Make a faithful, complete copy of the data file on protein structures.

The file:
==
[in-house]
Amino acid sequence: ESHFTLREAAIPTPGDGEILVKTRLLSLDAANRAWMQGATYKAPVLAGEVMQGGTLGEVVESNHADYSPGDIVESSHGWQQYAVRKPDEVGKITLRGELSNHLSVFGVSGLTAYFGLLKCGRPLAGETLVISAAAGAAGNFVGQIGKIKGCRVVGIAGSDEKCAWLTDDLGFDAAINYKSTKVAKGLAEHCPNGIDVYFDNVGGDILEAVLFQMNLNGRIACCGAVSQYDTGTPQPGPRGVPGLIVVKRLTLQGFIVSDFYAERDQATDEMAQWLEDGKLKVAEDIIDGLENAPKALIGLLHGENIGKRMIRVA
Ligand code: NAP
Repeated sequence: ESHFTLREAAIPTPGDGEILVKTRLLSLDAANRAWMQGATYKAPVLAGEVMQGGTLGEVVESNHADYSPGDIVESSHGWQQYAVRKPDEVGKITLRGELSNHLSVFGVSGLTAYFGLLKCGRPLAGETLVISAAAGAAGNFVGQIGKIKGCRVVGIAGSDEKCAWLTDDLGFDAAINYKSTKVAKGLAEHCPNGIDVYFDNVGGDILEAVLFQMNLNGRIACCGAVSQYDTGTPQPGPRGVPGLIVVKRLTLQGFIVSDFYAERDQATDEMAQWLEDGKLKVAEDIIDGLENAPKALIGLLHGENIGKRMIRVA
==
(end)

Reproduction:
[in-house]
Amino acid sequence: ESHFTLREAAIPTPGDGEILVKTRLLSLDAANRAWMQGATYKAPVLAGEVMQGGTLGEVVESNHADYSPGDIVESSHGWQQYAVRKPDEVGKITLRGELSNHLSVFGVSGLTAYFGLLKCGRPLAGETLVISAAAGAAGNFVGQIGKIKGCRVVGIAGSDEKCAWLTDDLGFDAAINYKSTKVAKGLAEHCPNGIDVYFDNVGGDILEAVLFQMNLNGRIACCGAVSQYDTGTPQPGPRGVPGLIVVKRLTLQGFIVSDFYAERDQATDEMAQWLEDGKLKVAEDIIDGLENAPKALIGLLHGENIGKRMIRVA
Ligand code: NAP
Repeated sequence: ESHFTLREAAIPTPGDGEILVKTRLLSLDAANRAWMQGATYKAPVLAGEVMQGGTLGEVVESNHADYSPGDIVESSHGWQQYAVRKPDEVGKITLRGELSNHLSVFGVSGLTAYFGLLKCGRPLAGETLVISAAAGAAGNFVGQIGKIKGCRVVGIAGSDEKCAWLTDDLGFDAAINYKSTKVAKGLAEHCPNGIDVYFDNVGGDILEAVLFQMNLNGRIACCGAVSQYDTGTPQPGPRGVPGLIVVKRLTLQGFIVSDFYAERDQATDEMAQWLEDGKLKVAEDIIDGLENAPKALIGLLHGENIGKRMIRVA